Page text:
Recently I wrote about the potential of curcumin as potential treatment for pancreatic cancer. This antioxidant component of turmeric, the colorful spice used in curry powder, seems to be useful in stopping the growth of many different kinds of cancer cell lines.
In 2006 Arjuna Labs in India figured out a way to combine the essential oil of the spice with the antioxidant component in a capsule for maximum absorption. Their product is on the market in the US, Canada, Australia, and some Europrean countries now. The countries that have the lowest rates of pancreatic cancer, however, are the countries in Asia where people consume not just turmeric but also soy.
The curcumin in turmeric and the isoflavones in soy both have an inhibitory effect on a protein called NF-κB. This protein migrates into the nucleus of the cell where it activates genes that are involved in resistance to apoptosis (resistance to cell-suicide of the cancer-cell, which is triggered by other "watchdog" genes), angiogenesis (growth of a blood supply to the tumor), invasion of surrounding healthy tissues, and metastasis throughout the body.
When cancer cells in a test tube are treated with a combination of curcumin and soy isoflavones, there is also an inhibitory effect on the Notch-1 signalling pathway. The Notch-1 pathway enables cancer cells to evade the self-destruction sequences programmed by cancer-fighting genes. Curcumin or soy isoflavones used individually do not have this effect.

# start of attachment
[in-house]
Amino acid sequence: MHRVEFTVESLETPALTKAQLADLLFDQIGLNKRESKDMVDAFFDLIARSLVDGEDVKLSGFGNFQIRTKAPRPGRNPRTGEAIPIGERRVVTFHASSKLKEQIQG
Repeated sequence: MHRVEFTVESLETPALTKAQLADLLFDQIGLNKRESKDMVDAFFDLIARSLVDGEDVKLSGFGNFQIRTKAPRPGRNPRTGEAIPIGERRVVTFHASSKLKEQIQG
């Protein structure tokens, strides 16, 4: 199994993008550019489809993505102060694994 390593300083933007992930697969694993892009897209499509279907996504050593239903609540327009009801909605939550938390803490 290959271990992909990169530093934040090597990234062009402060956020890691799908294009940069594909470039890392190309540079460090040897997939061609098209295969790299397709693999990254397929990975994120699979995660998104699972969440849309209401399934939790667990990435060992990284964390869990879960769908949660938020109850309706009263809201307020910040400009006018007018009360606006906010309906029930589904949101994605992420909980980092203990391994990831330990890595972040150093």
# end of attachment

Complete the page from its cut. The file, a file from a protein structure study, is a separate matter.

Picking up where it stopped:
Laboratory studies cannot prove that the combination of these two herb chemicals would actually treat cancer in living human beings. In a living person, the herbs would have to be taken by mouth, digested (or not) in the stomach, absorbed from the small intestine, processed by the liver, and circulated to the pancreas after they pass through many other parts of the body. Even if the herb chemicals survived this process, and there is good evidence that they do, that doesn't mean that cancer patients could give up chemo and just rely on herbs.
This laboratory work does, however, confirm that the results of epidemiological studies in Asia that find that curry and soy eaters are less likely to develop pancreatic cancer probably has a scientific explanation. In the meantime, if you want to prevent pancreatic cancer, consider adding these two common foods to your diet.
The science for this article may be found here.
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